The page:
- Medical malpractice – Mistakes made by the medical staff could lead to cephalohematoma and other types of preventable birth injuries. It could be in the form of not using the right forceps during forceps delivery. Another ground is not paying much attention to cephalo-pelvic disproportion leading to difficult and prolonged labor. In the case of severe cephalo-pelvic disproportion, the patient is advised to undergo caesarean section. (5)
When it comes to cephalohematoma in infants, health care professionals won’t do anything about it because it usually goes on its own. However, there are symptoms where immediate treatment is needed such as yellowish discoloration of the skin and low blood count.
To avoid any complications, the infant should be thoroughly assessed no matter how minor it may appear at first. Additional treatments may be required such as using bili light to break up bilirubin and blood transfusion. (5, 6)
How to diagnose cephalohematoma?
A differential diagnosis is ordered to check for the extent of haemorrhage. Extensive haemorrhage can take place between the scalp and above the periosteum. Imaging studies are also ordered such as CT scan, x-ray of the skull, and magnetic resonance imaging (MRI).
These are the diagnostic procedures needed in patients demonstrating neurologic symptoms. The attending physician will also conduct a thorough physical assessment to determine the extent of the problem. (7)
How does Cephalohematoma cause jaundice?
A jaundice is a yellowish discoloration of the skin secondary to high level of bilirubin in the blood. Cephalohematoma can actually cause jaundice as the blood compensates to replace the lost red blood cells.
If the amount of red blood cells is sufficient, the liver will eventually get rid of the excess bilirubin in the blood. In severe case of jaundice, the baby is exposed to blue light or bilirubin light to facilitate the breakdown of bilirubin in the skin. (7, 8)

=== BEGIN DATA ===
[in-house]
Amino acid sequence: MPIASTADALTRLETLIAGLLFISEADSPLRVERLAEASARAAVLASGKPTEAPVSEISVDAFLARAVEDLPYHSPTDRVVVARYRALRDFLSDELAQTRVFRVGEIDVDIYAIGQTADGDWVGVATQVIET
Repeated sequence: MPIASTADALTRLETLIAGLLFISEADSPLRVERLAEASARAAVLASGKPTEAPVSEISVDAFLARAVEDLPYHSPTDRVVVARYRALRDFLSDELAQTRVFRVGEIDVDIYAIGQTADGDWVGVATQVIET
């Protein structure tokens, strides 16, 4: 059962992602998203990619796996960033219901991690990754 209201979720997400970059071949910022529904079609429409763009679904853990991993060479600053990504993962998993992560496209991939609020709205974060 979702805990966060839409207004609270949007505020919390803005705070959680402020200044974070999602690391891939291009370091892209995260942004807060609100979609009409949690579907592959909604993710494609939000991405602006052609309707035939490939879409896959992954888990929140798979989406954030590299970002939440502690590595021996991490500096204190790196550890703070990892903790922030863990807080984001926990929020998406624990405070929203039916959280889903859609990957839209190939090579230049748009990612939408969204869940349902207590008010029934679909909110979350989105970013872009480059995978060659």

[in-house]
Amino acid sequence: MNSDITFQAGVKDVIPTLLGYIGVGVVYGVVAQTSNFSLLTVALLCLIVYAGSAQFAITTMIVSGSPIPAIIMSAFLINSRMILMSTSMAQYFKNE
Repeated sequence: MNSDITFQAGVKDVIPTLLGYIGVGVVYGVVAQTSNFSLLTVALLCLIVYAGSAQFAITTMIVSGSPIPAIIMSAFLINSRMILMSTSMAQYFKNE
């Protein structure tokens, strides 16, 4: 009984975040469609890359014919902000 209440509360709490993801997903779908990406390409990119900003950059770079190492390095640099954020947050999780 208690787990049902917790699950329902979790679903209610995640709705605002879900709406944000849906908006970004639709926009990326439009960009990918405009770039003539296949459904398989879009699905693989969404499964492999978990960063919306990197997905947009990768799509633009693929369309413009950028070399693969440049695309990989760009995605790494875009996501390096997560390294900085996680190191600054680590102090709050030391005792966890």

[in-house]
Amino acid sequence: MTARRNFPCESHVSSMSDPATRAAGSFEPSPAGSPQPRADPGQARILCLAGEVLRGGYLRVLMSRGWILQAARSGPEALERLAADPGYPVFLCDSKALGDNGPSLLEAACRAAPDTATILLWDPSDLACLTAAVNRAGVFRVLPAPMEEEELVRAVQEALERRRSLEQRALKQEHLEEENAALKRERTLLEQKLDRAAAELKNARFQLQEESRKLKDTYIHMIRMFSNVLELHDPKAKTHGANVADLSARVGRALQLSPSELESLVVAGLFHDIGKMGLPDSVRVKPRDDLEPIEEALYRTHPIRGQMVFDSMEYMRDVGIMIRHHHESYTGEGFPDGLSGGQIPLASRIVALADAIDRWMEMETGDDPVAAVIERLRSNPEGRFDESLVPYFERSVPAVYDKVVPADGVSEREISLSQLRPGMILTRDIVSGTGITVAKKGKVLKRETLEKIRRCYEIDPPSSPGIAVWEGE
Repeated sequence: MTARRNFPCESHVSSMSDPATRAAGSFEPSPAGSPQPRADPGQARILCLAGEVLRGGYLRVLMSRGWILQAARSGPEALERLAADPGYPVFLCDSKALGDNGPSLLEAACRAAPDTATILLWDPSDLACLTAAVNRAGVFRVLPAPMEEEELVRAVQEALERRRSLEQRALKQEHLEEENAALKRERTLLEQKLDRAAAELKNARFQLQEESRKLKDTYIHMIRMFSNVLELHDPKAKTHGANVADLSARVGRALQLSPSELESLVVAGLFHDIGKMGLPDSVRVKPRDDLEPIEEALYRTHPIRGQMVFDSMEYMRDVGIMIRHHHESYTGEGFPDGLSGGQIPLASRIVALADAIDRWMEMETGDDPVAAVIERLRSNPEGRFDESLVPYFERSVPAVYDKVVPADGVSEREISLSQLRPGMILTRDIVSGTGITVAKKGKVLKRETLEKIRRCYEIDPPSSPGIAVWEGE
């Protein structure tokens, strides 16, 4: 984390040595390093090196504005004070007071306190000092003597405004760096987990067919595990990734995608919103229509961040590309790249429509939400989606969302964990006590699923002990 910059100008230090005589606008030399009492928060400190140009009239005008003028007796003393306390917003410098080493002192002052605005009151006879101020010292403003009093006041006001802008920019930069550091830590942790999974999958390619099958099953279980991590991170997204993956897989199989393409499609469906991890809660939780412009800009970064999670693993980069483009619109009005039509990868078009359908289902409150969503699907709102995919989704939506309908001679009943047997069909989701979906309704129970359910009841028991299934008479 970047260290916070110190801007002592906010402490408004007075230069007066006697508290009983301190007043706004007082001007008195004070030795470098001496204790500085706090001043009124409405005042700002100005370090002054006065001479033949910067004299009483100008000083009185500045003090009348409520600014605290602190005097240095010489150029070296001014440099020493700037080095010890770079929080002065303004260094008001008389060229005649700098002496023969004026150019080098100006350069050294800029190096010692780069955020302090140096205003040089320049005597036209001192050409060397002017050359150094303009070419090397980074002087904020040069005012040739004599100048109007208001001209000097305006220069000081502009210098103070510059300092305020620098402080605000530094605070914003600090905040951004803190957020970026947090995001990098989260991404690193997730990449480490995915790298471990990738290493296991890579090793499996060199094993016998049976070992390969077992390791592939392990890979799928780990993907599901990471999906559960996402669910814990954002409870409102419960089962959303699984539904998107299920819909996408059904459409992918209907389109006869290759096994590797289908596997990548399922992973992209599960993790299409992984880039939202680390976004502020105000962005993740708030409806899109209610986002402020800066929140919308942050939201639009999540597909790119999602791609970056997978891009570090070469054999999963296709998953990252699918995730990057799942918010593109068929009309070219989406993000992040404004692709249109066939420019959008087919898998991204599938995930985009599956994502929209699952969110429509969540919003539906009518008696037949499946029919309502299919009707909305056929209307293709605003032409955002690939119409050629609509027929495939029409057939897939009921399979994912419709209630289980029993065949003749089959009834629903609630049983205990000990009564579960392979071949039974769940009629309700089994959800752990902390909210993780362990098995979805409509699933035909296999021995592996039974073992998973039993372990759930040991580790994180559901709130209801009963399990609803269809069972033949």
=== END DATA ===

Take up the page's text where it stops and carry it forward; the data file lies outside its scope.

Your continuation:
How long does it take for a Cephalohematoma to go away?
It usually takes a few weeks or months for the cephalohematoma to completely go away. The middle portion of the bump disappears first. The surrounding skin becomes rigid because of calcium deposits.
As the middle of the bump disappears, the remaining part looks like a crater. Don’t worry though as it just normal. It is a sign that the cephalohematoma is slowly fading. After weeks or months, cephalohematoma will completely go away. (8)
The word cephalohematoma may sound alarming the minute you hear it. There is really nothing to worry because it does not possess any risk to the brain cells. However, you should carefully monitor your baby for any signs of neurologic disturbances.
Severe blood clot may later on contribute to the development of cerebral palsy and other forms of developmental disorders. Cephalohematoma usually subsides on its own within a few weeks. If the cephalohematoma won’t seem to go away after a long period of time, then you should immediately contact your paediatrician.
The doctor will thoroughly assess the condition of the patient and will come up with the best treatment and management approach. (9, 10,11)
- Manual of Neonatal Care edited by John P. Cloherty, Eric C. Eichenwald, Ann R. Stark